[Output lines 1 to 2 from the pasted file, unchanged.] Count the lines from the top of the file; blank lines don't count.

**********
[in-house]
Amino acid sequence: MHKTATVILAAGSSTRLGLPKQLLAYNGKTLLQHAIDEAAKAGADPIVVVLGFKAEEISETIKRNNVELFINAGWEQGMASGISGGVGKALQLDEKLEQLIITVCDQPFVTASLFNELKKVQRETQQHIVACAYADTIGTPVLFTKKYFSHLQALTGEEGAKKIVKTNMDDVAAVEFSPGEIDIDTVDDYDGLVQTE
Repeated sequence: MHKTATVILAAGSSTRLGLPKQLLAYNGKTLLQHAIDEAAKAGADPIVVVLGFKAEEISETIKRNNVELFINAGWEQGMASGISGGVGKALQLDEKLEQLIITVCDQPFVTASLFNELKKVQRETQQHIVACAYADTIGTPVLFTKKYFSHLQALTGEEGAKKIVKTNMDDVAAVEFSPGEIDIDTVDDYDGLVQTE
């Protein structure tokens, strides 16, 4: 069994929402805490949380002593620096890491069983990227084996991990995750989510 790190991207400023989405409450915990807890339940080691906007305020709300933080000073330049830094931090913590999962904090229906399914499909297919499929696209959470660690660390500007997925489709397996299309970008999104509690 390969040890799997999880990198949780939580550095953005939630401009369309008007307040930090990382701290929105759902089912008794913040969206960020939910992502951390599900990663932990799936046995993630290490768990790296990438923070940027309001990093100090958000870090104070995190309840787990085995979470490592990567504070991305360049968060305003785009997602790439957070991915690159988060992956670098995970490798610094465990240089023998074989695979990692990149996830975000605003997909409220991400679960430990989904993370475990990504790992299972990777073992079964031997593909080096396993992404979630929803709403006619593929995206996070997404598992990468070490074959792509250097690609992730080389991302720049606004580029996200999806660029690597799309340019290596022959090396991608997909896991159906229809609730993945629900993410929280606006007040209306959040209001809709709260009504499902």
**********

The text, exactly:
[in-house]
Amino acid sequence: MHKTATVILAAGSSTRLGLPKQLLAYNGKTLLQHAIDEAAKAGADPIVVVLGFKAEEISETIKRNNVELFINAGWEQGMASGISGGVGKALQLDEKLEQLIITVCDQPFVTASLFNELKKVQRETQQHIVACAYADTIGTPVLFTKKYFSHLQALTGEEGAKKIVKTNMDDVAAVEFSPGEIDIDTVDDYDGLVQTE